Brown University News Bureau

The Brown University News Bureau

1997-1998 index

Distributed June 2, 1998
Contact: Carol Cruzan Morton

Songs of the heart, deafness of tadpoles

Five story ideas in science, environment and technology

New picture emerges of underground magma at separating seafloor

For the first time, seismologists have captured detailed images of the deep underground processes that give birth to most of the planet's new surface along mid-ocean ridges where the seafloor pulls apart. Early results from one of the largest marine geophysical experiments ever undertaken suggest that the separating seafloor guides magma up to the mid-ocean ridge, where it erupts and cools to form new oceanic crust. Seismologists from Brown and five other institutions reported the first detailed look at these mid-ocean upper-mantle processes in the May 22 issue of Science.

Contacts: Don Forsyth, (401) 863-1699, [email protected]
News Bureau: Carol Cruzan Morton, (401) 863-2476, [email protected]
Details and visuals

Menopause for kids, not grandkids, researchers say

Menopause has been theorized as an adaptation of evolution that allows older females to help their offspring raise a third generation. But a recent study published in the journal Nature found no evidence for this "grandmother hypothesis" in 35 years of data on birth, death and fertility among populations of baboons and lions in Tanzania. Lead author Craig Packer, ecology professor at the University of Minnesota, and co-author Marc Tatar, assistant professor of ecology and evolutionary biology at Brown University, say their data fit the theory that reproductive decline begins once a mother can no longer expect to successfully carry a new infant to its reproductive maturity.

Contacts: Craig Packer, (612) 625-5729 or Marc Tatar, (401) 863-3455
News Bureau: Scott Turner, (401) 863-2476, [email protected]

Say what? Tadpole hearing may provide model for fetal hearing development

Tadpoles can hear, except for a brief period during metamorphosis when they go deaf, as their auditory systems rewire for adulthood. Until the recent paper by Brown University researchers in the Proceedings of the National Academy of Sciences, scientists had assumed tadpoles were deaf, even though it's well known that adult frogs rely greatly on their sense of hearing to catch food, to find mates and to defend their territories. Postdoctoral researcher Seth Boatright-Horowitz and Andrea Simmons, professor of psychology and neuroscience, speculate that tadpole hearing may provide a model for understanding how hearing develops in fetuses in the womb.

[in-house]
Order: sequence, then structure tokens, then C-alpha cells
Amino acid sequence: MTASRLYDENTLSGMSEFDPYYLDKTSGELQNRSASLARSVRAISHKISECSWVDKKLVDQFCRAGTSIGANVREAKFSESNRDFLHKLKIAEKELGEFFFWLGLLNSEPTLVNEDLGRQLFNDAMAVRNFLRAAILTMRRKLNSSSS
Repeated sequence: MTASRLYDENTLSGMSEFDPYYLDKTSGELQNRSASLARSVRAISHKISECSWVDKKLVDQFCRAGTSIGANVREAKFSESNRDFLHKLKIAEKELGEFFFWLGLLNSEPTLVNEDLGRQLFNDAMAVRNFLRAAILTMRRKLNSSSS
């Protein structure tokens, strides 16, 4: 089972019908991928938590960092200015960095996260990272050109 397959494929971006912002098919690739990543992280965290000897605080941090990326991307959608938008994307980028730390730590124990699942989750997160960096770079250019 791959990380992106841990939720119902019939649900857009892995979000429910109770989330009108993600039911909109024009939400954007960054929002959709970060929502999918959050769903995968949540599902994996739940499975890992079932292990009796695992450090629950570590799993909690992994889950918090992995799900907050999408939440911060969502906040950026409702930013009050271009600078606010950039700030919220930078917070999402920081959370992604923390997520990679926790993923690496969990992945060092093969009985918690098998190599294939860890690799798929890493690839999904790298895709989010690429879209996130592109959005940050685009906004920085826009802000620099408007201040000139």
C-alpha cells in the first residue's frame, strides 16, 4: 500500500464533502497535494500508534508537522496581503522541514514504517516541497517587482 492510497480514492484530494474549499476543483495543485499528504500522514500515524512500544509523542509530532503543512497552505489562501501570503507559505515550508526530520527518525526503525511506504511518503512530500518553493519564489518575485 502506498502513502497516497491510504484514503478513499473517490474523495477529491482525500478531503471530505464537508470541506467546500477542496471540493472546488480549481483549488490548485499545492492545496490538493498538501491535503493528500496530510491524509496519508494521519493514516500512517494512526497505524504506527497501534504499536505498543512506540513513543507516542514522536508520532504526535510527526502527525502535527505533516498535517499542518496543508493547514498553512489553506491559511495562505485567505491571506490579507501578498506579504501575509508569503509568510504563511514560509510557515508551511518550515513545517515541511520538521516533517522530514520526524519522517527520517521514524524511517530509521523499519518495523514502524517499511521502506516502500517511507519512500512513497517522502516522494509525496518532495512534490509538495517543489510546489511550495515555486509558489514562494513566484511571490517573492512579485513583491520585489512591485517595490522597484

Contact: Seth Boatright-Horowitz, [email protected]
News Bureau: Carol Cruzan Morton, (401) 863-2476, [email protected]

Musical mappings of the heartbeat

From heartache to heartthrob, the human heart has inspired a lot of music, but Brown University senior Zachary Goldberger may be the first to use heartbeats as the melodic template for composition. He and his colleagues mathematically transposed the heart rhythms from 15 people into melodies. Goldberger found a "dance-like plasticity and variability" in the beats, which he attributes to the inherent complex mathematical structure in the time intervals from beat to beat, known as a fractal, which describes a wide range of natural phenomenon. Pathological hearts lose this fractal nature, while healthy hearts fluctuate more widely in time and melody. Using the professional name Zach Davids, Goldberger released a compact disc recording of "Heartsongs" two years ago, and he helped create an exhibit at the Boston Museum of Science that translates a visitor's heartbeat into notes.

Contact: Zachary Goldberger (401) 454-7916, [email protected]
News Bureau: Carol Cruzan Morton, (401) 863-2476, [email protected]

Voice activated camera automatically tracks speakers in video conference calls

Speak and you shall be seen is the concept behind a camera that automatically tracks who speaks during a meeting. Patents and an exclusive licensing agreement for technology developed at Brown allow computer-based computations to determine a talker's location from data acquired through an array of microphones spaced closely or far apart. The technology was invented by Harvey Silverman, dean and professor of engineering at Brown, and his former student Michael Brandstein, a professor of engineering at Harvard University who earned a doctorate at Brown.

Contact: Harvey Silverman, (401) 863-2276
News Bureau: Scott Turner, (401) 863-2476, [email protected]